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Enjoyed the post, then went back to the Australian blogger's post.
My thought after reading it was the truth of the statement repeated by Eisenhower in '54, "There are no atheists in foxholes". It is ALWAYS just a matter of time.
With atheists we can also add "There are no atheists at Charities, there are no atheists helping the blind, there are no atheists..." I could go on.

tom sheepandgoats

I suspect foxholes create more atheists than they convert.


From the article "In short, all that was noble and self-sacrificing is replaced today with all that is cowardly and self-serving. That's the relevance of 2 Tim 3:1-5. Tell that to fatheads that can's see any change in people!"

Though I am likely a "fathead" your statement is in many ways sad but true. If only more people would surrender themselves to Jehovah and His Word.

tom sheepandgoats

Many expressions I use are from my Pop's day and I just don't want to see them go extinct, out of respect for him. But if you detect a change in people over the decades, likely the label does not apply to you.


I've heard something similar too, about atheists being created in foxholes.

Also Jeff, there are atheist charities, not to mention secular charities that don't get involved with religion. (And some of these charities involve leader dogs.)

tom sheepandgoats


I would think any believers created in foxholes would be Tebow type believers....God, please get me out of this SPOT. Whereas, sans explanation as to why God would permit such atrocities, the foxhole experience might more likely kill any notion of God. It did for some I can think of. Not foxhole, per se, you understand. Just the whole war experience, which we may symbolize by 'foxholes.'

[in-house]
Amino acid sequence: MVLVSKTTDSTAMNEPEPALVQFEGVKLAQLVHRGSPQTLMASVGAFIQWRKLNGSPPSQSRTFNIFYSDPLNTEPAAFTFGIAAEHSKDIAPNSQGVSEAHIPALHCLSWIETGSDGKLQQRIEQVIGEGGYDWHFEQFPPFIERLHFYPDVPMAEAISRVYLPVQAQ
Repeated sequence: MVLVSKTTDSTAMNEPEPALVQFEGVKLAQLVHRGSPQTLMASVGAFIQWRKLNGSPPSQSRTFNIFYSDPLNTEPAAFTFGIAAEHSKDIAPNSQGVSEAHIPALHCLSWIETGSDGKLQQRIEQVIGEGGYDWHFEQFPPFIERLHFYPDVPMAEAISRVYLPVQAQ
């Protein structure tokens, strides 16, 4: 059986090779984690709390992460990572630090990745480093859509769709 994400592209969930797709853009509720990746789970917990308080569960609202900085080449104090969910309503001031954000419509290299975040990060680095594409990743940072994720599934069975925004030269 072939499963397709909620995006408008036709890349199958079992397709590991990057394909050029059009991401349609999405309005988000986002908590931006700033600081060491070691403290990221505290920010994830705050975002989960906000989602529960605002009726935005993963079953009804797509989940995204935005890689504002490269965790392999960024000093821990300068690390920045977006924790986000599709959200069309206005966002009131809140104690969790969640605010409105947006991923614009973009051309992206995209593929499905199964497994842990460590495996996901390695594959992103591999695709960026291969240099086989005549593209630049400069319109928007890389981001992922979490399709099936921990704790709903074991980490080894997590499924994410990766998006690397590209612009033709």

And yes, I agree there are atheists involved in charities, and most likely atheist charities. And agnostic ones. I wonder if the nature of the charity changes according to believing/non-believing outlook. Do you have thoughts on this?


The way one approaches a problem is often through one's morals and ethics. I think what ideologies the charity has will influence it's direction. For some, it will be religious in nature.

I know of some Christian charities that will hand out bibles instead of food to starving people.

Look at the atrocities that Mother Theresa did in the name of her Catholic faith.

To both of these charities, it was more important that the people suffering understand that they were suffering because God was showing them love; he was sharing his agony on the cross with them.

The only thing in common that atheists have is a lack of belief in God(s). Many of them identify as humanists and so many of their charities will take up humanist-calls. For many, this includes access to health care, including women's health care, and education, including women's education. I think the lack of a central book and the hugely divergent ideas makes it difficult to attribute much to specifically being an atheist. It isn't their atheism, after all, that is driving their morals; it is their humanism or whatever other philosophies they identify with.

Likewise, some Christian charities are driven less by their want of converting everyone and more about actually helping people who need help. (Christian humanists.) These are the Christian charities that operate the food kitchens for the homeless or set up clothing drives.

And some groups don't need religion or the lack of religion to become extreme. Just look at PETA.

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